So, having discussed what the Metaverse is, and the potential challenges and opportunities around the virtual world, can we tell which smartphone companies are going to lead the Metaverse development alongside Facebook and Microsoft? Yes, we can! It comes to absolutely no one’s surprise that a smartphone company from Cupertino that might or might not be named after a fruit will soon stay at the forefront of the Metaverse revolution.

We’ve heard a million rumors about Apple’s upcoming AR/VR headset. For starters, we still don’t know if it’s going to be based on AR or VR, and the distinction between the two (refer back to the second paragraph) is crucial for what the device will do.

If we assume Apple will be the leader in the development and delivery of the Metaverse to its already huge user base, it looks like it’s going to take at least another five years before using AR/VR for smartphone tasks even becomes a possibility. But who knows – the Metaverse might simply live alongside smartphones (like your laptop) and even be powered by them for a while. Although the latest rumors say Apple’s headset will not rely on an iPhone connection.

The iPhone-powered AR/VR headset is expected to be revealed in late 2022, but given all the previous rumors that predicted a 2021 release, we’re willing to bet it might as well see the light of day in 2023. Apple is notorious for playing the long game and giving itself time to make new hardware and software as good as possible. 

The most important thing you want to know about Apple’s upcoming Metaverse revolution is that the company has been leaving a ton of hints about the fact that this will indeed happen. From the iPhone’s incredibly advanced A-series of chips to the LiDAR scanner on its back and the introduction of Spatial Audio, which Microsoft mentions as “a key part of a great Metaverse experience”, Tim Cook and company have already laid some of the ground for what’s to come. We’ll certainly dive deeper into Apple’s Metaverse plans in a future story.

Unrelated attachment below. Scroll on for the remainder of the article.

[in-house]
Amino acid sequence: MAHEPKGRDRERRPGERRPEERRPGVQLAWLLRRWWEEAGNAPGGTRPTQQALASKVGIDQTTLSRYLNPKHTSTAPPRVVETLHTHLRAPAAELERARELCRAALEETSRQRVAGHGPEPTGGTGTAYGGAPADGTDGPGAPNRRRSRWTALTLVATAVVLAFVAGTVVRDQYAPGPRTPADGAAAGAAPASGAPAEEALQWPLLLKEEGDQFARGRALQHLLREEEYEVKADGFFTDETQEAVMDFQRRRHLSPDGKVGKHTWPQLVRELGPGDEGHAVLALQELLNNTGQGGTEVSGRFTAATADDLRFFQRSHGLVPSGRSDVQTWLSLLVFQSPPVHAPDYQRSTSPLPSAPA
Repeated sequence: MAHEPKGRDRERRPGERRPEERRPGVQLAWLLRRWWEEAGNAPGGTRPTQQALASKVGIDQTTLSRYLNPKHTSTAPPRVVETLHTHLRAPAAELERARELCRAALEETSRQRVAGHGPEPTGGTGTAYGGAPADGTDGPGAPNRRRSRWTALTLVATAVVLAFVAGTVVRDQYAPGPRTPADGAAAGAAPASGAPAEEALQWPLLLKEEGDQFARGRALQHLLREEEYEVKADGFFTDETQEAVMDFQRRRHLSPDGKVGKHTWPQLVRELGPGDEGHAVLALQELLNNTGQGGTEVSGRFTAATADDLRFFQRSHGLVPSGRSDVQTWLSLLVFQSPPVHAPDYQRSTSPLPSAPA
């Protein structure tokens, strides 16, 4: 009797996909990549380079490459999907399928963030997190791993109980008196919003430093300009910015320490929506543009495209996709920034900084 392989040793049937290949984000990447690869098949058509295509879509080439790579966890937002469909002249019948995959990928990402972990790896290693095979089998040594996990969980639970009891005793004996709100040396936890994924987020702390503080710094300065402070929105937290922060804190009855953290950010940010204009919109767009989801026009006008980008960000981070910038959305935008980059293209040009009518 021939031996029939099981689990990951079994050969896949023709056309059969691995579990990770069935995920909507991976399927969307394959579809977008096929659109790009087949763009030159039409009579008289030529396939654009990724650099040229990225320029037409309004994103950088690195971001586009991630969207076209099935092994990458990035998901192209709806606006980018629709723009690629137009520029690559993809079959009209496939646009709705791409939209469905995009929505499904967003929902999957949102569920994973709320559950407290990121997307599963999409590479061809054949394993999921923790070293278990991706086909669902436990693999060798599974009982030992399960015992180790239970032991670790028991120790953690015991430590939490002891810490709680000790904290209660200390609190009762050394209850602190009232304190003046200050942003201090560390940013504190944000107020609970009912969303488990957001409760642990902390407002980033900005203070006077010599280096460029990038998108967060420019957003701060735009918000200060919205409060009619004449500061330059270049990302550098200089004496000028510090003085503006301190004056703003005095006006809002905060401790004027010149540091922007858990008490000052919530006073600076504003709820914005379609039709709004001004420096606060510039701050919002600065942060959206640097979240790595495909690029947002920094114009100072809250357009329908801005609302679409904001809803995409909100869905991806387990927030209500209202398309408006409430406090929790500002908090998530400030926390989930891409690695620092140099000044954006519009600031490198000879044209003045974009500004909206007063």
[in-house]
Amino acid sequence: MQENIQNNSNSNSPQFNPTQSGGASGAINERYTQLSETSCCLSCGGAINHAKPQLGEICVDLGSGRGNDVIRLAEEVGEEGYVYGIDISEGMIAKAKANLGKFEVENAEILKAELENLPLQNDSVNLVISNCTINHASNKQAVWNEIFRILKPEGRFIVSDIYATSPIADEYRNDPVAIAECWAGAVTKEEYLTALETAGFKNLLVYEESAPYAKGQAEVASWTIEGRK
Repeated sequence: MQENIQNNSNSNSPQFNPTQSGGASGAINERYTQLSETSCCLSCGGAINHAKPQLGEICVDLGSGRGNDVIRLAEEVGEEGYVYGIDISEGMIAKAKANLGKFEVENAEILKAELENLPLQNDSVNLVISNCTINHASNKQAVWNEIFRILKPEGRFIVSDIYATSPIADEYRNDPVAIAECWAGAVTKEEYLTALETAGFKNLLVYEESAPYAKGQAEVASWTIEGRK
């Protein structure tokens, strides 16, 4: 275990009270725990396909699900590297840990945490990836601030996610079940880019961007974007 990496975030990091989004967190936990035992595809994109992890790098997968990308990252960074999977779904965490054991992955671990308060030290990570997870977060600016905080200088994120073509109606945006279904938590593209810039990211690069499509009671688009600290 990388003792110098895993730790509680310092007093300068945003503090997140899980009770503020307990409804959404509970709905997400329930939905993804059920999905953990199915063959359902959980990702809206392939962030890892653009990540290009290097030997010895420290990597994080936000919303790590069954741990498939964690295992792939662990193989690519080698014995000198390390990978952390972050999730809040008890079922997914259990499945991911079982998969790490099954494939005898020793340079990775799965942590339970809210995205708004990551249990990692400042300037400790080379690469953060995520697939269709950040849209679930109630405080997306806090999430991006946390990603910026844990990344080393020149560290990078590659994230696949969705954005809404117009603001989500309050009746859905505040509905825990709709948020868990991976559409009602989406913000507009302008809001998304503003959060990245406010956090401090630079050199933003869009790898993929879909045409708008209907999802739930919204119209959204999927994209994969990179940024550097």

Another smartphone giant, Samsung, is also expected to play a role in the development of the Metaverse. For now, it looks like the South Korean company will take a backseat role, which was hinted during the unveiling of the latest Samsung LPDDR5X RAM. Samsung promised that the new faster RAM will be featured in smartphones and mixed reality wearables as soon as next year.

Ultimately: Why now, and what about us as human beings?

In the end, it’s probably fitting to touch on a few important questions around the Metaverse:

  1. Why now?
  2. What about my privacy?
  3. Will it make me less human?

This can be a whole other story, so my short, and vaguely educated answer to each of these questions would be:

  1. Probably because COVID 19 magnified the need for virtual human interaction and made it stronger than ever.
  2. You’re already sharing a ton of your data with companies like Apple, Google, Facebook, and Microsoft, so this might actually be the last thing to think to worry about.
  3. Just like your smartphone, which can contribute to you being less social in real life, the Metaverse could be bad, if we let it…

Since I don’t have another two pages to develop the last few topics, I encourage you to let me know what you think about the timing, existence, and potential impact of the Metaverse on us as humans!